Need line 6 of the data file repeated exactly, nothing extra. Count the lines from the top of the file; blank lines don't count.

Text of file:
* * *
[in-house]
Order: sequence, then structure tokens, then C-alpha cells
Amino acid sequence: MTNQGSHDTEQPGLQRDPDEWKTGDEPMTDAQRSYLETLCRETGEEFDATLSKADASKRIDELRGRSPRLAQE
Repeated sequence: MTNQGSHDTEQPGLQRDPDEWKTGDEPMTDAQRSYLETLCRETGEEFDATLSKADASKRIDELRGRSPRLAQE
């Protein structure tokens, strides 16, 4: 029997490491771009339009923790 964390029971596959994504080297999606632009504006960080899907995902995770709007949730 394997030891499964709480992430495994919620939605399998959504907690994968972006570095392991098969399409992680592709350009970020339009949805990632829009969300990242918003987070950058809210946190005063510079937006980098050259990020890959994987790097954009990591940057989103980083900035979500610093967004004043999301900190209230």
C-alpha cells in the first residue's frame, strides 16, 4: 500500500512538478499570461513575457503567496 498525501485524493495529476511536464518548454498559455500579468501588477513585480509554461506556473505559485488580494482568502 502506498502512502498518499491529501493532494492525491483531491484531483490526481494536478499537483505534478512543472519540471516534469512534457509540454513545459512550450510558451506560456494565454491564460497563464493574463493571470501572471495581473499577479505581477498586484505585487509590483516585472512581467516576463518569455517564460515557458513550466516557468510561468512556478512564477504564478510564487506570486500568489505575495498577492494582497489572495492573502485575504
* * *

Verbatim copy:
C-alpha cells in the first residue's frame, strides 16, 4: 500500500512538478499570461513575457503567496 498525501485524493495529476511536464518548454498559455500579468501588477513585480509554461506556473505559485488580494482568502 502506498502512502498518499491529501493532494492525491483531491484531483490526481494536478499537483505534478512543472519540471516534469512534457509540454513545459512550450510558451506560456494565454491564460497563464493574463493571470501572471495581473499577479505581477498586484505585487509590483516585472512581467516576463518569455517564460515557458513550466516557468510561468512556478512564477504564478510564487506570486500568489505575495498577492494582497489572495492573502485575504